The tradition of Mothering Sunday was actually nothing to do with mothers: originally dating from the 16th century, it was the one day in the year, the third Sunday in Lent, when Christian worshippers from far-flung parishes would go to the “mother” church or cathedral of the area, and since it was in the spring, it was usually celebrated with garlands of flowers and seen as a time for family reunions. But it also chimed in with Roman and Greek celebrations of the “mother goddesses” Cybele and Rhea, usually in March as well.

The specific celebration of Mother’s Day was created in the United States in the 19th century as a way of honouring mothers and the roles they played; as a way of reinforcing what was seen then as family values. Today, like Valentine’s Day, it is much overtaken by commercialism, but still a good excuse to raise a glass to celebrate all mothers and their unique place in our world.

So, if you are planning a special meal of family gathering tomorrow for which wine is needed, it is unfortunately too late to buy online. Our wine choices this week therefore have to be limited to what is available on the high street.

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The first stop has to be a sparkler and for a traditional champagne that tastes and feels classy, try the Pommery Brut Royal NV (£39.99 or £28.99 as part of a mixed six-bottle purchase; Majestic Wine) from one of the oldest champagne houses: light and fresh, with lots of citrus and apple notes. Pink somehow seems unavoidable when it comes to Mother’s Day, so another good choice is an elegant English sparkling rose, the Hambledon Classic Cuvee Rose (£35.00 Marks and Spencer); chardonnay with a dash of pinot from Hampshire, full of summery fruit notes, an excellent celebration aperitif and wonderful with seafood canapes. And in a nice gift box.

Staying in the pink mode, the forecast for the weekend seems good, so some might like to open the first still rose of the year and one of the best bargains can be found in the Co-op which has an exclusive new wine from Miraval, the Provence estate owned jointly by actors Angelina Jolie (something of a mother figure herself) and her ex Brad Pitt in partnership with the renowned Perrins wine family. Miraval produces excellent, elegantly created and bottled roses in the typically pale, orange-and-herb-scented Provencal style, and Studio by Miraval (£12.00 Co-op stores) continues this with a cinsault and grenache dominated blend. Gorgeous with any seafood or tomato based dishes.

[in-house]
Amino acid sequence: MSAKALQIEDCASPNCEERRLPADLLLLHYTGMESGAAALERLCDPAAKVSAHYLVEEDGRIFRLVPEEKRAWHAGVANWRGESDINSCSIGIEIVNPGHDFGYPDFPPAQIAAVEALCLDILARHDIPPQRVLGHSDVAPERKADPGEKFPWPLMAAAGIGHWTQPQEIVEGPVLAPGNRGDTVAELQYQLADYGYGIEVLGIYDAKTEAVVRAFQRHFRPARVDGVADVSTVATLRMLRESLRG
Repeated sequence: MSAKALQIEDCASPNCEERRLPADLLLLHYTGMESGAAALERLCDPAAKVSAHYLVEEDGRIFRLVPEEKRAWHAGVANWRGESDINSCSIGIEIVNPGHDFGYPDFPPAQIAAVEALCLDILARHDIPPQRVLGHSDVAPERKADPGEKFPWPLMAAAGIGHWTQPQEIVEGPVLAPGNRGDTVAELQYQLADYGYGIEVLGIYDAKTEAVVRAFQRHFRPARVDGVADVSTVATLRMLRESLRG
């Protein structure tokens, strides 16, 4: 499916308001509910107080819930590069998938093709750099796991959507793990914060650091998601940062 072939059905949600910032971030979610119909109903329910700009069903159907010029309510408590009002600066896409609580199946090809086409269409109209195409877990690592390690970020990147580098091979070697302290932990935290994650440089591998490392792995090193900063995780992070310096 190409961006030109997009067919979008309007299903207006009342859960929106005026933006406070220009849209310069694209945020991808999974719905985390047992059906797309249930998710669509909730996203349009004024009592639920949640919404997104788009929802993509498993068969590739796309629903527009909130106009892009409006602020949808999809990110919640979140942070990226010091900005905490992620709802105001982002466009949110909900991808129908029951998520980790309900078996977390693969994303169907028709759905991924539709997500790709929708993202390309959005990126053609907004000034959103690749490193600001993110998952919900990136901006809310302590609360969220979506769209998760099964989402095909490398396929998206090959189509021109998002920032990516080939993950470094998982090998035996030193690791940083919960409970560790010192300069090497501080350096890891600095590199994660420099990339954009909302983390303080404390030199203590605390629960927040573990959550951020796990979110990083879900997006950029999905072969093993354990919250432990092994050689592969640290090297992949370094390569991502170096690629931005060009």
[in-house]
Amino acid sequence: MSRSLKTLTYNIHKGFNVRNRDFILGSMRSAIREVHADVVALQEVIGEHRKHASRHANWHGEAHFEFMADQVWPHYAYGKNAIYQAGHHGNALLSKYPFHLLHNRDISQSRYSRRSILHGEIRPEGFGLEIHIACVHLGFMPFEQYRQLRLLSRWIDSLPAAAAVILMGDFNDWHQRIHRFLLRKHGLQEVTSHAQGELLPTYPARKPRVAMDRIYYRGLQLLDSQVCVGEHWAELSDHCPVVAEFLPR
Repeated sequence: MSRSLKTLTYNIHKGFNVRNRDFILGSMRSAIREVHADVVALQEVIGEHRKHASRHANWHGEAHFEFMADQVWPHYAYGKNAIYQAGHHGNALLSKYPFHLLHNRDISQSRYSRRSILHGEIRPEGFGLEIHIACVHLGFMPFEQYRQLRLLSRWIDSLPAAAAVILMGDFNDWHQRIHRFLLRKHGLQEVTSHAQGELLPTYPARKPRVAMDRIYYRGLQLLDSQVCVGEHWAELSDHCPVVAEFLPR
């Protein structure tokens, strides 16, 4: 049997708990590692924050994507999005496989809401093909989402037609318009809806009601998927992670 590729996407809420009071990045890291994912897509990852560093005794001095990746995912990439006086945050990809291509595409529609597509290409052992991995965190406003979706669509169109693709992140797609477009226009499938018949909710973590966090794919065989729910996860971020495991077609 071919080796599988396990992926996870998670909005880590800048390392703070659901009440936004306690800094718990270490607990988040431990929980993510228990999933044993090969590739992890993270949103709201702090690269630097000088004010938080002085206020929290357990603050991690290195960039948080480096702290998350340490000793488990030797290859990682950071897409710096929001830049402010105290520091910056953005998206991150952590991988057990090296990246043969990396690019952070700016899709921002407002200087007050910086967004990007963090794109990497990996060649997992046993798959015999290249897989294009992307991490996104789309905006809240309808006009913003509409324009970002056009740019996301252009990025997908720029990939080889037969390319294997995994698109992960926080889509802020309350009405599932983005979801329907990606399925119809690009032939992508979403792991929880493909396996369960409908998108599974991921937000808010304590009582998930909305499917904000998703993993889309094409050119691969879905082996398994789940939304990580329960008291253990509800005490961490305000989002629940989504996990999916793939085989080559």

As spring is on the way, many reach for the refreshing and zesty notes of sauvignon blanc, which usually these days means New Zealand’s zesty, mouth-puckering versions. For the original Bordeaux take on a grape and for a more special meal, the Chateau de Cruzeau 2013 (£17.99 Waitrose); this has some ageing to give richness and fullness on the palate, but also has subtle citrus and refreshing flavours. Fabulous with a baked fish or lighter white-meat dishes.

Had a bit too much SB? Try the Rabl Gruner Veltliner (£10.99 or £8.99 as part of mixed six-bottle purchase; Majestic Wine), a rich and spicy gruner from the Kamptal region of Austria, with lots of smoky and tropical-fruit flavours. Fab with roast pork. If you are having rare roast beef or leg of lamb with anchovies and rosemary, then you will need a good, all-purpose claret. The Moueix Saint Emilion 2015 (£15.00 Marks and Spencer) is a really soft and velvety smooth claret, elegant and subtle from one of the prime Bordeaux villages – nicely rounded flavours of blackberries, plums and some herbal touches. If you want a slightly lighter wine then try the silky and Craggy Range Te Muna Road Pinot Noir Martinborough 2013 (£23.00 or £20.50 as part of a mixed six bottle purchase; Majestic Wine), a supreme example of New Zealand pinot – some oak ageing gives spice, depth and complexity to the black-fruit flavours. Suitable for all kind of roast meats, particularly lamb, duck or poultry and richer vegetable dishes.

Finally, a dessert wine for all types of puddings: made in Spain from the muscat grape in the style of the French vin doux naturel, the Torres Floralis Moscatel Oro (50cl; £6.59 9 until April, normally £8.29; Waitrose); a good buy at the normal price and a positive steal at the current discount. It’s on the lighter end of the dessert-wine spectrum, with clean, luscious flavours of apricots, honey and orange blossom.

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